Breast Health Awareness

October is Breast Cancer Awareness month and can serve both a reminder and an opportunity to take care of YOU! 
Breast health begins with a sense of what is normal for your breasts, also known as breast awareness. To promote breast health, consider doing regular breast self-exams. With practice, you will discover how your breasts vary in sensitivity and texture at different times during your menstrual cycle. 
For many women, breast health includes concerns about breast lumps, breast pain or nipple discharge. Know what is normal  and when to consult your doctor. It is also important to understand common screening and diagnostic tests for breast health, such as clinical breast exams, mammograms and breast ultrasounds.
Among younger women, common breast problems include fibrocystic breast disease, a noncancerous condition characterized by breast pain, cysts, and lumps); and fibroadenomas, small bumps of fibrous and glandular tissue that can be painful.
The reality is that every woman is at risk for breast cancer, and this risk tends to increase over time. It’s important to understand and regularly update your health information related to breast cancer risk throughout your life with your doctor. To get the conversation started, here are some points to talk to your doctor about:
• Family history of breast or other related cancers 
• Any test results for abnormal genes linked to a high risk of breast or other cancer 
• Results of past breast biopsies, even if they were benign 
• Personal history of being treated with radiation to the face and/or chest before age 30 
• Breast density 
• Weight- if you’re overweight or obese 
• Level of physical activity 
• Any use of postmenopausal combined hormone replacement therapy (HRT) 
• Alcohol consumption, if you regularly drink more than 7 alcoholic beverages per week 
• The amount of processed food and trans fats you eat 
• Your smoking history 
• Whether or not you had a full-term pregnancy or breastfed 
Breast cancer screening guidelines from the American Society of Breast Surgeons (ASBrS) say:
• All women age 25 and older should have a formal risk assessment for breast cancer. 
• Women with an average risk of breast cancer should start annual screening mammograms at age 40. 
• Women with a higher-than-average risk of breast cancer should start annual screening mammograms at an earlier age and should be offered additional imaging each year. 
If you’re at high risk for breast cancer, you should talk to your doctor about starting annual mammograms at a younger age and consider other screening tools (such as MRI or ultrasound) to maximize the opportunity for early detection. While doctors search for better ways to fight breast cancer, there are currently three methods to detecting breast cancer early:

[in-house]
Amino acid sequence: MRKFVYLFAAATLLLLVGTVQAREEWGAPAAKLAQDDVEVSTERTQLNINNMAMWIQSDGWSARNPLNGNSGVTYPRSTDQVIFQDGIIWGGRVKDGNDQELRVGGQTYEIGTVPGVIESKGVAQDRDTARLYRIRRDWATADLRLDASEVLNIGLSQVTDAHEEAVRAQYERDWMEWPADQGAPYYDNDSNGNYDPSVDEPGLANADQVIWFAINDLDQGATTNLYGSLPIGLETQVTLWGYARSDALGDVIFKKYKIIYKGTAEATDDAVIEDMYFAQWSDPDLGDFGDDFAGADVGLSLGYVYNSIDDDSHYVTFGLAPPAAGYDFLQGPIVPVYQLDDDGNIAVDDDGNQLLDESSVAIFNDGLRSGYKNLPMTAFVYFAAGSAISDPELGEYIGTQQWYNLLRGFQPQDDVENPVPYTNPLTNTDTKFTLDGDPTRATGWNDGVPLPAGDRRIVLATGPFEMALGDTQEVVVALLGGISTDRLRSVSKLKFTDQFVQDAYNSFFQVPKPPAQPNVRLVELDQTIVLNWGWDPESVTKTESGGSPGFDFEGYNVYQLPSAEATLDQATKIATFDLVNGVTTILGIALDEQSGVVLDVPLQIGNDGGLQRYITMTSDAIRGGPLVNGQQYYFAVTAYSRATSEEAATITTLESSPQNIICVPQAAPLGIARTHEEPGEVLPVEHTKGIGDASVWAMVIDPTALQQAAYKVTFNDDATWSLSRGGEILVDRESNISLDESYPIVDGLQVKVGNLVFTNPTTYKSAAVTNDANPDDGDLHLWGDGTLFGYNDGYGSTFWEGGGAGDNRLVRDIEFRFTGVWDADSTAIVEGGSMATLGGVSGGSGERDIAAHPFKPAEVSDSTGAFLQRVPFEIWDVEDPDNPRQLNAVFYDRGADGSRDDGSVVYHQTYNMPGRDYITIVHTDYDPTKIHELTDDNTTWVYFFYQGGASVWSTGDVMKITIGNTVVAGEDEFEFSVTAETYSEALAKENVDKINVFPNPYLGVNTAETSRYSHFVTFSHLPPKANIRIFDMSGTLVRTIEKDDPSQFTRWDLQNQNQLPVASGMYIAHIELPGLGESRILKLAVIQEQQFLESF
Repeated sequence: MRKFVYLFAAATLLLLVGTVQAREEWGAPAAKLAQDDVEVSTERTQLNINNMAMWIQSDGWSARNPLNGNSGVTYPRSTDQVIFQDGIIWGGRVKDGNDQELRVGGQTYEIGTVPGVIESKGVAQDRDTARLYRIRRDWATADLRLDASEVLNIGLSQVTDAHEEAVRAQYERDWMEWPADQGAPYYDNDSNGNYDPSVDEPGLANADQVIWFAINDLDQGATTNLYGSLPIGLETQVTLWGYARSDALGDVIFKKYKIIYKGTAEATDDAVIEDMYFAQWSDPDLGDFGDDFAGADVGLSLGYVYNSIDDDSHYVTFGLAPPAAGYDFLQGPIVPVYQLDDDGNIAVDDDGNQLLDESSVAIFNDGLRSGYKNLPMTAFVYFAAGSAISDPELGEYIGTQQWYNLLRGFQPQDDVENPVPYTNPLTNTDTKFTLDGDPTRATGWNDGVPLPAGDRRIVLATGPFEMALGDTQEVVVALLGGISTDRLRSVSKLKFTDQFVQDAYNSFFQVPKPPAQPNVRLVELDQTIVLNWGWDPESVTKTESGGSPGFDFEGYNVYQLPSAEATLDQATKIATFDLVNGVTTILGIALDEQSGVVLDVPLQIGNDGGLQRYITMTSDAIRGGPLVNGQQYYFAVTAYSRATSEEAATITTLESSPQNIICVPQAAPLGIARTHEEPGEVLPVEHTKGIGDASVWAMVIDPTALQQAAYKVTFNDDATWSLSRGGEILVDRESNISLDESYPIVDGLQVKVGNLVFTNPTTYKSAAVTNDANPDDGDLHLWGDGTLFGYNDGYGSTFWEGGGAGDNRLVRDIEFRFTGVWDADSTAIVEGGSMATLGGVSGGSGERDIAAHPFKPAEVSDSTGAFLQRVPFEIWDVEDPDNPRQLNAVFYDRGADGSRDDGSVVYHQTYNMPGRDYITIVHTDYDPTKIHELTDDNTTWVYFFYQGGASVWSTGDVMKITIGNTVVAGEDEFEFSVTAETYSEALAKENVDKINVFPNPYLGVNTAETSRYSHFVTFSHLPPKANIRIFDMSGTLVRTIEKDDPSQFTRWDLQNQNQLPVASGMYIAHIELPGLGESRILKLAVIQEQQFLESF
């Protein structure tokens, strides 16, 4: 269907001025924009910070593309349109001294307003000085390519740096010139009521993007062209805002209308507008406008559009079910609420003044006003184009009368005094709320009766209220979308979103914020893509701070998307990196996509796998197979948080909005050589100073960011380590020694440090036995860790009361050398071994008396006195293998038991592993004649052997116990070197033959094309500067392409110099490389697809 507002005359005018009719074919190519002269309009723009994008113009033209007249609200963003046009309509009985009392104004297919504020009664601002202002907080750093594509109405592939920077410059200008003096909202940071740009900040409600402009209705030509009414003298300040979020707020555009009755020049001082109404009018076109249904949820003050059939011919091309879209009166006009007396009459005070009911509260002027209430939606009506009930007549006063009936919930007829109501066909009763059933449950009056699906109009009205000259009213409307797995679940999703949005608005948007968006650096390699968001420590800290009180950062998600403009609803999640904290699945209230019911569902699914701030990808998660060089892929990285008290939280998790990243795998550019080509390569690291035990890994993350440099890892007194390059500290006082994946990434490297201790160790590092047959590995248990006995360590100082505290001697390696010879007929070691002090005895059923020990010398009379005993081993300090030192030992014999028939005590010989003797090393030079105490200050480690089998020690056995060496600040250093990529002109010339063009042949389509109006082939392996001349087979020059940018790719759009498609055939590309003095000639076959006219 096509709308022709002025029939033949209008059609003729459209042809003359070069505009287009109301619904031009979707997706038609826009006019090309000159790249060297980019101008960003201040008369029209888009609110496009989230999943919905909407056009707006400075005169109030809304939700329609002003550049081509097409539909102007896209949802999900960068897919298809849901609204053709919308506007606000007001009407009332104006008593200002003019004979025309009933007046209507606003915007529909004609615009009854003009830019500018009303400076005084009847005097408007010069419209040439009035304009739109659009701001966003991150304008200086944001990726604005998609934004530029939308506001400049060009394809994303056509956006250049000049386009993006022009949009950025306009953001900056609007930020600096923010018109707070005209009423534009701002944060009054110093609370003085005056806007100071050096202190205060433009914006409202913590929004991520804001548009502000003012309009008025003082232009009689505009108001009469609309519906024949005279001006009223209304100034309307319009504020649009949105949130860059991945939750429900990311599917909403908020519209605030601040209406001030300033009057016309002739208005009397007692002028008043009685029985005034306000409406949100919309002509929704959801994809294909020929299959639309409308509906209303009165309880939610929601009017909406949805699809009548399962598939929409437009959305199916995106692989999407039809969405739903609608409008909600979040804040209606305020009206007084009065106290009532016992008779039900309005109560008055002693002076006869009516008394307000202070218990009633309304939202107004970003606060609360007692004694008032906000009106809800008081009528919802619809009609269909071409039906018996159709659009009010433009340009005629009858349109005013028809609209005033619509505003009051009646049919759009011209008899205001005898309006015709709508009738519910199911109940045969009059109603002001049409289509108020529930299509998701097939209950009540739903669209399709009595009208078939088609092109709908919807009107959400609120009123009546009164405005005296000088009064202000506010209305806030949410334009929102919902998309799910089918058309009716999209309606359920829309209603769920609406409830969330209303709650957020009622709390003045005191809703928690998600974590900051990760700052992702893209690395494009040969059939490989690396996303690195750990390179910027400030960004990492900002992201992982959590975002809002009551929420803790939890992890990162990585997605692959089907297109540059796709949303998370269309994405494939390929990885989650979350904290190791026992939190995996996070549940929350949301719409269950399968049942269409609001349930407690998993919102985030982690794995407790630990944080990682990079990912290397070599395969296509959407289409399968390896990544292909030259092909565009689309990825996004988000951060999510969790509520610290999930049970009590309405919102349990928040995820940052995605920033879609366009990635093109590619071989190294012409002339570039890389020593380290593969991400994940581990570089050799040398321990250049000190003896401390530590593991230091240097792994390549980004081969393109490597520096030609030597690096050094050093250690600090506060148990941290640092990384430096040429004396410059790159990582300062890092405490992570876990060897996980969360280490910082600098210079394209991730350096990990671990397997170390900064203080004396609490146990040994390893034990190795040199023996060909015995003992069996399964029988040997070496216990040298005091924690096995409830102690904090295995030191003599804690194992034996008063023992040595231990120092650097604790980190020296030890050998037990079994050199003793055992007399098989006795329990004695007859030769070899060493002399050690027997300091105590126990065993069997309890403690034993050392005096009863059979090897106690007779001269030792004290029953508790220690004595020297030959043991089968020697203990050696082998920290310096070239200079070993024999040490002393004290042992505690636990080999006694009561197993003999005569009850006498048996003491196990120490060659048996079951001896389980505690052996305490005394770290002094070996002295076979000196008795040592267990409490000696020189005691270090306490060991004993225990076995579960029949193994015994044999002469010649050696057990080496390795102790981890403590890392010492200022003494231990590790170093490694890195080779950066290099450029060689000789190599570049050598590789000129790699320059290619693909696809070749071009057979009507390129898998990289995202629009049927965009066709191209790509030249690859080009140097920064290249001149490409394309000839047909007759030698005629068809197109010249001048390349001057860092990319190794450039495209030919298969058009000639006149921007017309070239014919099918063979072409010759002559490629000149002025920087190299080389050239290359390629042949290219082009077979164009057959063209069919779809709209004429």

3D Mammogram: Women age 40 and older should have a 3D mammogram every year. While 3D mammograms can miss some cancers, they are still a very good way to find a very small breast cancer. 
Clinical Breast Exam: Beginning at age 20 women should have a breast exam by a health expert yearly. 
Breast Self-Awareness Exam: All women should do monthly self-awareness exam to familiarize themselves with what is normal for their breasts. Although most breast lumps are not cancerous, a breast lump may be the only physical sign of breast cancer. 
Talk to your doctor immediately if you notice any of the symptoms below or become aware of any change in feel, appearance or shape of the breasts. The most common symptoms of breast cancer are listed below: 
• Lump, hard knot or thickening 
• Swelling, warmth, redness or darkening 
• Dimpling or puckering of the skin 
• Blood or Clear Fluid Nipple Discharge 
• Itchy, scaly sore or rash on breast 
• Nipple discharge that starts suddenly 
• New pain that doesn’t go away 
Remember that early detection is the best protection against breast cancer. For information on how to schedule a mammogram or an appointment with a Breast Health Specialist or for general breast health information and resources to obtain a free or low cost mammogram please contact our patient navigators at Lovelace Women’s Hospital Breast Care Center at 505-727-6933 or 505-727-6937. Mammograms are available at Lovelace Westside Hospital on Saturday's from 9 a.m.- 1 p.m. and Monday-Friday from 8 a.m.- 4 p.m. Call 505-727-6900 to schedule your mammogram.
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